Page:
The Letters of Lord Nelson to Lady Hamilton, Vol. I. eBook

This eBook from the Gutenberg Project consists of approximately 92 pages of information about The Letters of Lord Nelson to Lady Hamilton, Vol. I..

  September 26th, 1803.


We have had, for these fourteen days past, nothing but gales of wind, and a heavy sea.  However, as our ships have suffered no damage, I hope to be able to keep the sea all the winter.  Nothing, but dire necessity, shall force me to that out of the way place, Malta.  If I had depended upon that island, for supplies for the fleet, we must all have been knocked up, long ago; for, Sir Richard Bickerton sailed from Malta, the same day I left Portsmouth.  So that we have been a pretty long cruise; and, if I had only to look to Malta for supplies, our ships companies would have been done for long ago.  However, by management, I have got supplies from Spain, and also from France; but it appears, that we are almost shut out from Spain, for they begin to be very uncivil to our ships.  However, I suppose, by this time, something is settled; but, I never hear from England.  My last letters are July 6th, near three months.  But, as I get French newspapers occasionally, we guess how matters are going on.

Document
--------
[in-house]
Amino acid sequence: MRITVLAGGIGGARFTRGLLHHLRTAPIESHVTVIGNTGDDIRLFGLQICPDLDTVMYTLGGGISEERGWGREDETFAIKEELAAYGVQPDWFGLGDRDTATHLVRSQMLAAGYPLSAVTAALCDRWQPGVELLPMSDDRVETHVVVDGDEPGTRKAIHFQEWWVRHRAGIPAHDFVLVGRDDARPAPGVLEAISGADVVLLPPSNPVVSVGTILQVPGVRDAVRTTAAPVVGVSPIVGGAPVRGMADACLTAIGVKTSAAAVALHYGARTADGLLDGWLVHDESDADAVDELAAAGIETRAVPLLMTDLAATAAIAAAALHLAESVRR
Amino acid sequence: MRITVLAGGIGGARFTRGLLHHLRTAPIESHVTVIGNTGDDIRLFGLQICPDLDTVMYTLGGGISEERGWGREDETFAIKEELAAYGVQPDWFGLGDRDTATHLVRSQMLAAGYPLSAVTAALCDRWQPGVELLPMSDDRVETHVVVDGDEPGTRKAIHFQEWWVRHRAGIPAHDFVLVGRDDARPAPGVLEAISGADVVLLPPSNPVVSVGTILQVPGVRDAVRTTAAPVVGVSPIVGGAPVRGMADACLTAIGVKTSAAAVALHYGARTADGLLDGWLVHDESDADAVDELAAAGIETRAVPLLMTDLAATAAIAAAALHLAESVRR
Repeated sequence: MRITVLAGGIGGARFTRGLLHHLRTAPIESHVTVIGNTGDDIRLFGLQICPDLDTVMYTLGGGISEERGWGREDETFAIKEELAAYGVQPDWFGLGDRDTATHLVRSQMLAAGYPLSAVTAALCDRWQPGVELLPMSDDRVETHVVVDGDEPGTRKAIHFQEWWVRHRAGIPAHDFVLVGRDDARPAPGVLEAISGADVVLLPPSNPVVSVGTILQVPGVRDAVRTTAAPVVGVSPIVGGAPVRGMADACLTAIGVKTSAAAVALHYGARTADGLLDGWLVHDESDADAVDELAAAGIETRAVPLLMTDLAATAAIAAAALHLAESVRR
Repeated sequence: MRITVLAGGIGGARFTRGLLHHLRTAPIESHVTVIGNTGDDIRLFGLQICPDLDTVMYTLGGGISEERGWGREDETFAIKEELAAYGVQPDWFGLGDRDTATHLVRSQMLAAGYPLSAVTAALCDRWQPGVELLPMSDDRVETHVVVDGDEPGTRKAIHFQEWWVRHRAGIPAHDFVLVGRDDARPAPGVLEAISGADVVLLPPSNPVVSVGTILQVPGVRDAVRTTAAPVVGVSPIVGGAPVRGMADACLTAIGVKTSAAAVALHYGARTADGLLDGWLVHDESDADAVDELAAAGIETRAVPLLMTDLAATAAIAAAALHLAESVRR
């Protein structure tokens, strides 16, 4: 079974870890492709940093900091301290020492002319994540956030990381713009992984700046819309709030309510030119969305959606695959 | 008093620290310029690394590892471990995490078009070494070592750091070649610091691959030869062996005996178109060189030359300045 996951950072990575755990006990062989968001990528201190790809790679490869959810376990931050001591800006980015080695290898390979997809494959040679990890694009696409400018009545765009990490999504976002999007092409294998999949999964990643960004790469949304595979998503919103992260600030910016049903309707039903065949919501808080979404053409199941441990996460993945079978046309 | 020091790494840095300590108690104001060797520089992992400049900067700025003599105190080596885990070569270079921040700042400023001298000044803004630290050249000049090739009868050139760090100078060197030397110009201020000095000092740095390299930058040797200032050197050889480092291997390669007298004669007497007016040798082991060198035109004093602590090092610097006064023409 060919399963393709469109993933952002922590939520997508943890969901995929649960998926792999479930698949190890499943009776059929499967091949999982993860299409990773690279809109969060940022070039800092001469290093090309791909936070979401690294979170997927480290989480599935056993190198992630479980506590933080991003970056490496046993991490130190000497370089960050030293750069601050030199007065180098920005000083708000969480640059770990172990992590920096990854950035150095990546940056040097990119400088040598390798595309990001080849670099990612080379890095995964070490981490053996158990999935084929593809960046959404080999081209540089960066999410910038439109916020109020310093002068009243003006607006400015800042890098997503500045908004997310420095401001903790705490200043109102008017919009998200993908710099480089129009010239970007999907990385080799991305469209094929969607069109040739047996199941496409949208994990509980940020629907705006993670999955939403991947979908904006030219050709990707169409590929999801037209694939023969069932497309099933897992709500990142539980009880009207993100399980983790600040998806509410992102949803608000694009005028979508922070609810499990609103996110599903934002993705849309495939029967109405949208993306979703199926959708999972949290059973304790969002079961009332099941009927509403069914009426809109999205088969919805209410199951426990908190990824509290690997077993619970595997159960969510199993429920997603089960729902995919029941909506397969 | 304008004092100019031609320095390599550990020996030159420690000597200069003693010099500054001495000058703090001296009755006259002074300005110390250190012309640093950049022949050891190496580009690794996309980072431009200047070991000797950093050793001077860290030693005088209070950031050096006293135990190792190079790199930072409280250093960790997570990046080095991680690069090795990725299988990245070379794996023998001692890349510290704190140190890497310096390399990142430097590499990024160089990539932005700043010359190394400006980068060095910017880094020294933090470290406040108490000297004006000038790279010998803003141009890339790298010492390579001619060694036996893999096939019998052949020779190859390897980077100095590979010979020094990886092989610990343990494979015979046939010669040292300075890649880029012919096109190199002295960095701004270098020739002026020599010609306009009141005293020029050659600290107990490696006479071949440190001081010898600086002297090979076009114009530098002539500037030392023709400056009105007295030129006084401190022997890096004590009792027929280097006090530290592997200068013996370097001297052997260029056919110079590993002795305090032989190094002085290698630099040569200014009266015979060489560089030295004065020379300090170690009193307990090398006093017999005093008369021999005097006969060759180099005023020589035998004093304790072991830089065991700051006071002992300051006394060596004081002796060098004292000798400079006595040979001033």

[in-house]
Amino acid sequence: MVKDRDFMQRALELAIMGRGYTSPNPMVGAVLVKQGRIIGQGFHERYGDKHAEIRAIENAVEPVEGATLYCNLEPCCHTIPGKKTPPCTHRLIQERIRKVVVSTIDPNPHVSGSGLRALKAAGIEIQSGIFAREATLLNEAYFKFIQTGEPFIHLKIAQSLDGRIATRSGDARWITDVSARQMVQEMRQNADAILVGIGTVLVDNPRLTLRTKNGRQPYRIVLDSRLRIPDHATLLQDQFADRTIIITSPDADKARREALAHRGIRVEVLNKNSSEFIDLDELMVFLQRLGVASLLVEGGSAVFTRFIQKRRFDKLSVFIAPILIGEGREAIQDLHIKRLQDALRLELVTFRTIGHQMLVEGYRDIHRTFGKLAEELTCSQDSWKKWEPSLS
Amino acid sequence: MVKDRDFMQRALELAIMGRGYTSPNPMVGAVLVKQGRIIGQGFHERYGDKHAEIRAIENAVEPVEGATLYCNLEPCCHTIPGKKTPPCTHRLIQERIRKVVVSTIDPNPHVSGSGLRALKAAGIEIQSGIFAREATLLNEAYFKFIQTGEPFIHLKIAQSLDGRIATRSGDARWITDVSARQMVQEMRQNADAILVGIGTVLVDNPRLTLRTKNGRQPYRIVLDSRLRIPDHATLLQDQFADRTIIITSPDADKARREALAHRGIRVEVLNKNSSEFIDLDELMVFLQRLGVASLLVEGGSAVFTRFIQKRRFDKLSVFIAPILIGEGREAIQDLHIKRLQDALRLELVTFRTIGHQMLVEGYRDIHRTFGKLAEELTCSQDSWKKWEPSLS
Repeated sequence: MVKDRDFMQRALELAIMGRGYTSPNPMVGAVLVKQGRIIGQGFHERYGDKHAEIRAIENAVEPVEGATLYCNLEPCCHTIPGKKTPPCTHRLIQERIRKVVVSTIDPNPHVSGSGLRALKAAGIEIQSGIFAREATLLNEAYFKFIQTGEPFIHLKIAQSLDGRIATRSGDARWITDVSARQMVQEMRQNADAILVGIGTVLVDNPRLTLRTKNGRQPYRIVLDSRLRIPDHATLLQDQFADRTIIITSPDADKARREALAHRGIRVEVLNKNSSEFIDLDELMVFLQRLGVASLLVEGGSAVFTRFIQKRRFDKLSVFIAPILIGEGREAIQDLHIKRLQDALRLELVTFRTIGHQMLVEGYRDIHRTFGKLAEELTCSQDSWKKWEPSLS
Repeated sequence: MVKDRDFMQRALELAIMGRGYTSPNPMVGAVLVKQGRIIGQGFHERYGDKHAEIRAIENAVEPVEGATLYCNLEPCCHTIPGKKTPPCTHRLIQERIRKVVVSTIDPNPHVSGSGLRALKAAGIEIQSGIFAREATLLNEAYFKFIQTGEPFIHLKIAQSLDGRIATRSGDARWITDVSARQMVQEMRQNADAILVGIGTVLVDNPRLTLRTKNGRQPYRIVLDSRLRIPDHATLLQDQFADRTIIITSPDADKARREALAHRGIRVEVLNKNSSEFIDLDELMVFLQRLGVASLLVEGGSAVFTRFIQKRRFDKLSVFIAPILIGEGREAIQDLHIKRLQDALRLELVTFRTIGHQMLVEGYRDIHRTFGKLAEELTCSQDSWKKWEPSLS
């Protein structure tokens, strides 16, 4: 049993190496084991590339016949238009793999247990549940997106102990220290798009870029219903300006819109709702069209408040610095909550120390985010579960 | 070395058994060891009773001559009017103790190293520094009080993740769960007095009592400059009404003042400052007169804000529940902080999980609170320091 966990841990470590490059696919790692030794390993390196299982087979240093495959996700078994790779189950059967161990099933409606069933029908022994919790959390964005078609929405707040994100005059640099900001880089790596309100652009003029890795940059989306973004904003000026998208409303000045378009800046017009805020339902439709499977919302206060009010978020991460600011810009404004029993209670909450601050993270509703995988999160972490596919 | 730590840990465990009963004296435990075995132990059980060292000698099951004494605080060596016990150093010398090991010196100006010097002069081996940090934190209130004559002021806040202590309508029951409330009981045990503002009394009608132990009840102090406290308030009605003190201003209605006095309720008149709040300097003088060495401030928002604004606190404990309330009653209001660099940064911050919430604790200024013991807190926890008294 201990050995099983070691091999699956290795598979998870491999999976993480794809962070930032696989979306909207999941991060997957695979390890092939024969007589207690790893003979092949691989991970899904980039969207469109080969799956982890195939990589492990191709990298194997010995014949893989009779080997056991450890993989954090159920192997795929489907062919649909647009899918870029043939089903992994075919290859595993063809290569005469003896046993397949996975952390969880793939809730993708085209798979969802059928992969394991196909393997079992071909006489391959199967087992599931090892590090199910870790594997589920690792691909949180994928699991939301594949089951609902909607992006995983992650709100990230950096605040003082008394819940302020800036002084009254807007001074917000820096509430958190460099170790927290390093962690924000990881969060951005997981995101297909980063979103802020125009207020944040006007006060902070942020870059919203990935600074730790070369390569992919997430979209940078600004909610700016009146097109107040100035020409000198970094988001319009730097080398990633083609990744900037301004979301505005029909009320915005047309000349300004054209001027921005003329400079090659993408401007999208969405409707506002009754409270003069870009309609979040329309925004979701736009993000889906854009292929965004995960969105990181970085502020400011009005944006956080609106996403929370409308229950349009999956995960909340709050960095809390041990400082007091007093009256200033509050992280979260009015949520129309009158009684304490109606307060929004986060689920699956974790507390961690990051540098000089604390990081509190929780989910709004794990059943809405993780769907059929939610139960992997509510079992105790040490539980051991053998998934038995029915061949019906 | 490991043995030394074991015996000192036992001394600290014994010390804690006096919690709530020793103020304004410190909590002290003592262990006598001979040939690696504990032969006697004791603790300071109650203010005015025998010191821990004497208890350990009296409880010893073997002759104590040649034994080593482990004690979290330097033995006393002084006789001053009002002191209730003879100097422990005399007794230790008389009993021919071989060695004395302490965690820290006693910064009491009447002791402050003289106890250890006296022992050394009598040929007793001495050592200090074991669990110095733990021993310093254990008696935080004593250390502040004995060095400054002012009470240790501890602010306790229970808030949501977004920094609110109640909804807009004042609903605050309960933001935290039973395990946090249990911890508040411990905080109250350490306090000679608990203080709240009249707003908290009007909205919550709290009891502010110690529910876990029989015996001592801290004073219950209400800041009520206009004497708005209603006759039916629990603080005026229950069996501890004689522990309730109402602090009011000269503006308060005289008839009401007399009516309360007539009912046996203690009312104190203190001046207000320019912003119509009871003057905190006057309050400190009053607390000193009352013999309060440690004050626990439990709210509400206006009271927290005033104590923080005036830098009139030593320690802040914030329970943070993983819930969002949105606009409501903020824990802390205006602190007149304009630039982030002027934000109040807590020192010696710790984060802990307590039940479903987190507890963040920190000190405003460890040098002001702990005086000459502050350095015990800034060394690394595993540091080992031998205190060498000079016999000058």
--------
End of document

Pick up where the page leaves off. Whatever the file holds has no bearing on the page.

I have wrote Mr. Gibbs, again, a long history about Bronte; and, I hope, if General Acton will do nothing for me, that he will settle something:  but, I know, whatever is settled, I shall be the loser.  Till next year, the debt will not be paid off; how—­

* * * * * * * * * * * * * * * * * * * * * * * *


  Victory, off Toulon,
  October 18th, 1803.


Your truly kind and affectionate letters, from July 17th, to August 24th, all arrived safe in the Childers, the 6th of this month.

Believe me, my beloved Emma, that I am truly sensible of all your love and affection, which is reciprocal.  You have, from the variety of incidents passing before you, much to tell me; and, besides, you have that happy knack of making every thing you write interesting.  Here I am, one day precisely like the other; except the difference of a gale of wind, or not.

Since September 1st, we have not had four fine days; and, if the French do not come out soon, I fear, some of my ships will cry out.

You are very good, to send me your letters to read.

Mrs. D——­ is a damned pimping bitch!  What has she to do with your love?  She would have pimped for Lord B——­, or Lord L——­, or Captain M’N——­, * * * * of * * * *, or any one else.  She is all vanity:  fancies herself beautiful; witty; in short, like you.  She be damned!

As I wrote you, the consulship at Civita Vecchia will not, in itself, pay their lodgings; and, the bad air will tip her off.

There will be no Lord Bristol’s table.  He tore his last will, a few hours before his death.  It is said, that it was giving every thing to those devils of Italians about him.

I wish he may have given Mrs. Denis any thing; but, I do not think it:  and, as for you, my dear Emma, as long as I can, I don’t want any of their gifts.

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The Letters of Lord Nelson to Lady Hamilton, Vol. I. from Project Gutenberg. Public domain.
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